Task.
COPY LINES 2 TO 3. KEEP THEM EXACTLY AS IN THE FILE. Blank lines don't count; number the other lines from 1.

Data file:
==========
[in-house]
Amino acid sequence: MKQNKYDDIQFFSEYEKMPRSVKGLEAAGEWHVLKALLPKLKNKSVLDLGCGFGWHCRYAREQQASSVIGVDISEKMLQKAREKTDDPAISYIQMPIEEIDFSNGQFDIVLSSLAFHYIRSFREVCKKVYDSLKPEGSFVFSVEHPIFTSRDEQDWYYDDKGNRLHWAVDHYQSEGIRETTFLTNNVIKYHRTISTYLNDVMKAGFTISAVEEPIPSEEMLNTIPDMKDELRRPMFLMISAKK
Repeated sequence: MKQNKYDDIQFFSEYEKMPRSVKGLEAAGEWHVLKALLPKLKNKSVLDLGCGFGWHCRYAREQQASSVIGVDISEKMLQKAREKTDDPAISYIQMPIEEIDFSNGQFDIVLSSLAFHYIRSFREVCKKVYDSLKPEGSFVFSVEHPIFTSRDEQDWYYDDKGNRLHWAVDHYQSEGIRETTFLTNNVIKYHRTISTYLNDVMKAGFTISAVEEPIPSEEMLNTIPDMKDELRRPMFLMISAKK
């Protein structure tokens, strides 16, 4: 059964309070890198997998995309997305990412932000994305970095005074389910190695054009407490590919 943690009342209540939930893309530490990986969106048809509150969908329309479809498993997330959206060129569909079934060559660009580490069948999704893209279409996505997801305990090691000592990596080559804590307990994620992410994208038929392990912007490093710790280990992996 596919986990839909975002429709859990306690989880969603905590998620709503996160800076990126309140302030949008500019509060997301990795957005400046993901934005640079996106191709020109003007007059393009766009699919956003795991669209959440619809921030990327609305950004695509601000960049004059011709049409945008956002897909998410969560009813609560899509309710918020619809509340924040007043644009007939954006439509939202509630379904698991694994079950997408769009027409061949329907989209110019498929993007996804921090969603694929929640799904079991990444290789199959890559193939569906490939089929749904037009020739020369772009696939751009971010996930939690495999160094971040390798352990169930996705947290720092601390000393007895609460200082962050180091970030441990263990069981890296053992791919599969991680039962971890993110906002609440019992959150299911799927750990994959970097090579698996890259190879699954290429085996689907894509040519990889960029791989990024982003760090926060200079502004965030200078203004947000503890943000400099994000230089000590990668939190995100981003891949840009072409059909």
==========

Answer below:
Amino acid sequence: MKQNKYDDIQFFSEYEKMPRSVKGLEAAGEWHVLKALLPKLKNKSVLDLGCGFGWHCRYAREQQASSVIGVDISEKMLQKAREKTDDPAISYIQMPIEEIDFSNGQFDIVLSSLAFHYIRSFREVCKKVYDSLKPEGSFVFSVEHPIFTSRDEQDWYYDDKGNRLHWAVDHYQSEGIRETTFLTNNVIKYHRTISTYLNDVMKAGFTISAVEEPIPSEEMLNTIPDMKDELRRPMFLMISAKK
Repeated sequence: MKQNKYDDIQFFSEYEKMPRSVKGLEAAGEWHVLKALLPKLKNKSVLDLGCGFGWHCRYAREQQASSVIGVDISEKMLQKAREKTDDPAISYIQMPIEEIDFSNGQFDIVLSSLAFHYIRSFREVCKKVYDSLKPEGSFVFSVEHPIFTSRDEQDWYYDDKGNRLHWAVDHYQSEGIRETTFLTNNVIKYHRTISTYLNDVMKAGFTISAVEEPIPSEEMLNTIPDMKDELRRPMFLMISAKK